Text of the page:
Guard and Reserve members who separate or are discharged before age 60 will be credited for basic pay purposes only with the years up until their discharge. Members who transfer to the Retired Reserve until age 60 will receive credit (for basic pay purposes only) for the years spent in the Retired Reserve.
Depending on the date you initially entered military service, also called your DIEMS date, your monthly Reserve retired pay will be calculated under the “Final Basic Pay” or “High-3” formula as follows:
- DIEMS date before 8 September 1980 – “Final basic pay.” Multiply your years of satisfactory (equivalent) service by 2.5%, up to a maximum of 75%. Multiply the result by the basic pay in effect on the date your retired pay starts.
- DIEMS date on or after 8 September 1980 – “High-3.” Multiply your years of satisfactory (equivalent) service by 2.5%, up to a maximum of 75%. Multiply the result by the average of your highest 36 months of basic pay. The highest 36 months for a member who transfers to the Retired Reserve until age 60 will normally be the 36 months before they turn 60. Members who request a discharge from the Retired Reserve before 60, however, can only use the basic pay for the 36 months prior to their discharge. Think carefully before requesting a discharge from the Retired Reserve!
For years the services had difficulty accurately establishing when a member of a reserve component had completed 20 qualifying years of service. Many soldiers stopped participating when they believed they had completed 20 qualifying years only to discover, much too late (at age 60), that they did not meet the requirements for retired pay.
In 1966, PL 89-652 imposed a requirement on the Service Secretaries to notify members of the reserve components when they had completed sufficient years for retired pay purposes. A letter with the subject “Notification of Eligibility for Retired Pay at Age 60,” commonly referred to as the 20-year letter (or 20YL), does this. You should receive this letter within one year of completing 20 qualifying years of service for retired pay purposes.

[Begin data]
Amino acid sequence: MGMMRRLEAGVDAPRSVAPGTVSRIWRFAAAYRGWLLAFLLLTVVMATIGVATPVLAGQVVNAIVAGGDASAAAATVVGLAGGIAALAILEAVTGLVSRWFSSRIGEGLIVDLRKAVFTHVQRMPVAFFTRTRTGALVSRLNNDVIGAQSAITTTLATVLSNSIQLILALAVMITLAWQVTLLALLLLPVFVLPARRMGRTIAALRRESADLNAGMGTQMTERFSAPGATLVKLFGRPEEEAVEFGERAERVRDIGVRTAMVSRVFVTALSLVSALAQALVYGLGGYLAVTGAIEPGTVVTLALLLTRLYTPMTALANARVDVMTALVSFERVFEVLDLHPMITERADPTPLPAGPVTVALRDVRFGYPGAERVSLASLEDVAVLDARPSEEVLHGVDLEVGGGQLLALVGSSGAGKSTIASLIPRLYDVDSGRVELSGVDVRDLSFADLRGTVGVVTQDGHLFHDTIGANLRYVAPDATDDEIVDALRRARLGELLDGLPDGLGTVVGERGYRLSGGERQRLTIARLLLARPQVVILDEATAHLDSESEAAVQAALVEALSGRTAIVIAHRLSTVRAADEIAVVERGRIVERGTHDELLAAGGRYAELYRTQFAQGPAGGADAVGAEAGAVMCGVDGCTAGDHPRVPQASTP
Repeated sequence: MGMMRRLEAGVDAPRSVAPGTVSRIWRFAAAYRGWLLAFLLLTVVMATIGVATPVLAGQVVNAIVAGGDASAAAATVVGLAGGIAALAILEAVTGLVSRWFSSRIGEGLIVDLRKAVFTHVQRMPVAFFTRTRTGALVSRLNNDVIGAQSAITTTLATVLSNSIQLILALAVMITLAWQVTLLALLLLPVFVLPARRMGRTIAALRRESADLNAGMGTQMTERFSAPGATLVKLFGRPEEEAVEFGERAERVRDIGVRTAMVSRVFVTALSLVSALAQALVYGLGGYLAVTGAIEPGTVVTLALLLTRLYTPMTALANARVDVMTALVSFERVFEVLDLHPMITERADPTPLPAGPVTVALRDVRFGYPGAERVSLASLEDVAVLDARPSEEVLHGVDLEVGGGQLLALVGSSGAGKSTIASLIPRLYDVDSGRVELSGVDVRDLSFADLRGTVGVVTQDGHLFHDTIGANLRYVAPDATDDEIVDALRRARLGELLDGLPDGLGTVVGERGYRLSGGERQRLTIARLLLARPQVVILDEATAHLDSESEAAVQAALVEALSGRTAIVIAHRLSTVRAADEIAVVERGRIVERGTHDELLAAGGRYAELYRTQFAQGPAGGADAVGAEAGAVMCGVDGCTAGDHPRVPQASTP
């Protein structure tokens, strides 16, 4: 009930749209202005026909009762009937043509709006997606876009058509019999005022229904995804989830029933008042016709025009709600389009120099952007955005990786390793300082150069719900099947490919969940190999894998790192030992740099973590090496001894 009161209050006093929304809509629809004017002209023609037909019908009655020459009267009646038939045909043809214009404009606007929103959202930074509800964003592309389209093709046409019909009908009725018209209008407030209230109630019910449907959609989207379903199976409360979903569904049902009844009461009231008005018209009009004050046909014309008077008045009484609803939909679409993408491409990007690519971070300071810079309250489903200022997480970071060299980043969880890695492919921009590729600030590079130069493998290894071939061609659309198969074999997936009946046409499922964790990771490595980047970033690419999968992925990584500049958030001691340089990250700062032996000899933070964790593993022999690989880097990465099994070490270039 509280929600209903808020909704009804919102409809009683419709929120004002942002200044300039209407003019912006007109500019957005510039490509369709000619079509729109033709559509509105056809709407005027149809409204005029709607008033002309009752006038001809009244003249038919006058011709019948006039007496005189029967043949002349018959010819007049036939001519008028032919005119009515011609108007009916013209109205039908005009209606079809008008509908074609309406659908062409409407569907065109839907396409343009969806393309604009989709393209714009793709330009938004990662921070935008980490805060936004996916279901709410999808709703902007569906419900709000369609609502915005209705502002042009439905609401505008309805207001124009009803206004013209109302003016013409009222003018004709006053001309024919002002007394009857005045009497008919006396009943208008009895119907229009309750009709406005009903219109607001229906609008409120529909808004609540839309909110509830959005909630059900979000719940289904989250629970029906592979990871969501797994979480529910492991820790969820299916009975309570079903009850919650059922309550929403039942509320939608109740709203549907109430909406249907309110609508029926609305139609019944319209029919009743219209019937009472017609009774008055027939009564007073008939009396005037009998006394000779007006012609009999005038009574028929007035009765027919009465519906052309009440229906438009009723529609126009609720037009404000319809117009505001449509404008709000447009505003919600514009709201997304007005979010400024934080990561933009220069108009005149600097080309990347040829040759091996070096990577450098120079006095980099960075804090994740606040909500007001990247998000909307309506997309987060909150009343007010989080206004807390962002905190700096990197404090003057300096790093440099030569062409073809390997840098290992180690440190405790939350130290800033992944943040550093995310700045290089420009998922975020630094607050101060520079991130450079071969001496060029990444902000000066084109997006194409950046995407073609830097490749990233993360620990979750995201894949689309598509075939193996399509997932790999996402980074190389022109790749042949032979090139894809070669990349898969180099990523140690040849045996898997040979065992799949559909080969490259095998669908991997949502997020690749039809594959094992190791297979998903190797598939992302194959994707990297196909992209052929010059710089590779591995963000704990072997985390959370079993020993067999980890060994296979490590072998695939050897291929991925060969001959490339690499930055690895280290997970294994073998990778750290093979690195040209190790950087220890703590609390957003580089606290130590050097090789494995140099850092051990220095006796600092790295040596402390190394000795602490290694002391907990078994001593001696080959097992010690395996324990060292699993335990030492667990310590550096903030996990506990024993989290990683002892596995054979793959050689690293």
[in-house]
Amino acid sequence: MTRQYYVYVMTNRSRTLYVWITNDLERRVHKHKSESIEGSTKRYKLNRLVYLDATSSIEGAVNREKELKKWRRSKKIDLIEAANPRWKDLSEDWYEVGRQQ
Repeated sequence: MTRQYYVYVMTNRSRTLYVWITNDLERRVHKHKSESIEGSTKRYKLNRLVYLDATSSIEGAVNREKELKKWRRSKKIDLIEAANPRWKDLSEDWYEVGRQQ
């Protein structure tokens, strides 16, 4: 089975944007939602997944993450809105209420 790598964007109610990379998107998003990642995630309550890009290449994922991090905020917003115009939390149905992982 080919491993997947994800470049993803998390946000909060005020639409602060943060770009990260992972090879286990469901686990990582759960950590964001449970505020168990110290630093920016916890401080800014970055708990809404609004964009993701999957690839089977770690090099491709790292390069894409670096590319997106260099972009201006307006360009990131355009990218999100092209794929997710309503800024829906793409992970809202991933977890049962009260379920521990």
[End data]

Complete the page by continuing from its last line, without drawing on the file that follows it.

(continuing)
RETIRED PAY PROCESS
Once you receive your 20-year letter, eligibility for retired pay based on non-regular service may not be denied or revoked on the basis of any error, miscalculation, misinformation, or administrative determination of years of service performed, unless it resulted directly from fraud or misrepresentation. Administrative errors, such as the awarding of too many points, can be corrected; however, eligibility for retired pay cannot be withdrawn. The 20-year letter is a valuable document and should be stored in a safe place with other documents pertaining to your estate.
You should receive a retirement packet in the mail on your 58th birthday. You have 90 days to return it. NOTE: If you have not kept your address current, you won’t receive the packet. Once you return the packet, they will certify you for retired pay and notify DFAS to establish your retired pay account.
Retired pay normally begins on the retiree’s 60th birthday. Even if application is made after age 60, pay is retroactive. There is, however, a six-year statute of limitations. If the retired pay application is filed more than six years after age 60, one day’s retired pay is deducted for each day’s delay.
Your retired pay will be increased annually by a cost-of-living allowance (COLA) based on the change in the Consumer Price Index (CPI) from the third quarter of one calendar year to the third quarter of the next. COLAs are normally effective 1 December and payable the first working day in January.